Although this book has an urban focus, it’s actually a great starting point for taking a much closer look at the natural world around us – and this is just as true for the creatures in the bush as those in the city.
(First, a disclaimer: I’ve had some of my own nature writing published on the Urban Field Naturalist website, so yes, I am a bit biased in favour of this group and the great work that they do.)
This book is the output of the Urban Field Naturalist Project, which was set up to help people better understand the wildlife that share our surroundings and to turn their observations into shareable stories. It’s a great project and you can read those shareable stories that ordinary people have created on their website and associated social media.
Wildlife exists all around us: in our backyards, on our balconies, in parks and disused industrial areas. The urban environment is home to a diverse array of other living creatures, from ants, spiders, and snails, to birds, possums, lizards, and even those wayward weeds emerging through cracks in the footpath. If we pay attention, each of them is an invitation into a unique and intricate mode of life, into an entire world of growth and decay, of communication and sensation, going on right under our nosesUrban Field Naturalist Project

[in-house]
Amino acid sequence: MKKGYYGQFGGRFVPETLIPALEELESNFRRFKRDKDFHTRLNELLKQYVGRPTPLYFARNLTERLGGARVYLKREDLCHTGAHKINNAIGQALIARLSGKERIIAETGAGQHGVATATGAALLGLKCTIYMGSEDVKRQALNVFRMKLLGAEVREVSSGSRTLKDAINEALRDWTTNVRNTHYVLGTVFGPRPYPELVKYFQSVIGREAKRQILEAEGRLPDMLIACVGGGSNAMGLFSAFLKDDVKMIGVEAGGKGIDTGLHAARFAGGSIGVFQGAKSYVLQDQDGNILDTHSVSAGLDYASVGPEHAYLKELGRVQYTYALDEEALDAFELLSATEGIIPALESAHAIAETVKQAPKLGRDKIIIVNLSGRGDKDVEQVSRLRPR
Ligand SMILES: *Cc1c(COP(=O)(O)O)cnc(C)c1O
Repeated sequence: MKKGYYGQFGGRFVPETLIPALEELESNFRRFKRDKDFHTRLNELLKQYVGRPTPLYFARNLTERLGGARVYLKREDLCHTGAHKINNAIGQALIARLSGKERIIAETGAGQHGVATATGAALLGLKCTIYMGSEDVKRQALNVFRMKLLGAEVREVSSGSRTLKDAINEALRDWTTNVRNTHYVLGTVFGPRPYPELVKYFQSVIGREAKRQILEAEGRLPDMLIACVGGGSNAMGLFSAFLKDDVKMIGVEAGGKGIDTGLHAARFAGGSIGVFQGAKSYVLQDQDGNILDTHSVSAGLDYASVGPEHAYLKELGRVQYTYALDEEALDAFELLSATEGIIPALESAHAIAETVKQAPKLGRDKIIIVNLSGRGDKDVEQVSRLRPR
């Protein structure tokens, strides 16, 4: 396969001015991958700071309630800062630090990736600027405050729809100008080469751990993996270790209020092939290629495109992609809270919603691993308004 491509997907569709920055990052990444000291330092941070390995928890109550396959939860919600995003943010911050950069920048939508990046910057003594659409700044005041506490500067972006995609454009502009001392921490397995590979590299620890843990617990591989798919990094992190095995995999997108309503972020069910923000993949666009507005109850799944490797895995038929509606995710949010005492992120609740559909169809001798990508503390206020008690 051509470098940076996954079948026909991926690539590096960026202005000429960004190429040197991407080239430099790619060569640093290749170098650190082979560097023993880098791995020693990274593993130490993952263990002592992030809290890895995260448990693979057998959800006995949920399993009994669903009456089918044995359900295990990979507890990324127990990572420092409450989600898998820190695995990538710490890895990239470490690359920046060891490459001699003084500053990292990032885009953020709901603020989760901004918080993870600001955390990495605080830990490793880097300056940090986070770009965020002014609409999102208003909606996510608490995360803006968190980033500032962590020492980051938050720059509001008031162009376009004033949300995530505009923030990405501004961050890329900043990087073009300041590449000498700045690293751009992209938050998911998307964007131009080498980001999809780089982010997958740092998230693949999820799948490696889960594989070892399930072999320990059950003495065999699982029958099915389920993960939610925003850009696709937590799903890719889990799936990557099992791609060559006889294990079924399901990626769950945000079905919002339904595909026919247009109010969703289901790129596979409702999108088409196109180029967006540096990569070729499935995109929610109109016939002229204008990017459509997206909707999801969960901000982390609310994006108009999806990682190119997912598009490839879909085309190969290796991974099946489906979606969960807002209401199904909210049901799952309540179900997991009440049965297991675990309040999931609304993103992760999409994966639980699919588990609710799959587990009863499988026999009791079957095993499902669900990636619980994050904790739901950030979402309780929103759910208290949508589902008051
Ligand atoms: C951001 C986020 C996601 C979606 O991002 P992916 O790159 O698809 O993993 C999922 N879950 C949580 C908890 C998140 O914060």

This would be a great book to take with you as you travel – it may help to give you an entirely new perspective on the things that you see in the bush, from the tiny insects at your feet, to the birds that soar overhead. What’s not to like about a book that covers our beloved bin chook, the Ibis, in detail?
Did you know crows can identify humans by their faces? Or that ibises can ‘see’ with the tips of their bills? Let the team from the Urban Field Naturalist Project amaze you with weird and wonderful facts about cockatoos, magpies, spiders, possums and other animals just outside your doorstep. Then get inspired to cultivate a deeper connection with tips for observing, sketching, photographing and making field notes – or simply sitting still to observe and listen.Urban Field Naturalist Project
As the blurb says, this is more than just another identification guide, and that’s what makes it such fun. Readers are encouraged to slow down and to become interested observers and to become much more deeply involved in the natural world around them. Inspiring stuff and highly recommended.
A Guide to the Creatures in Your Neighbourhood is available from Murdoch Books.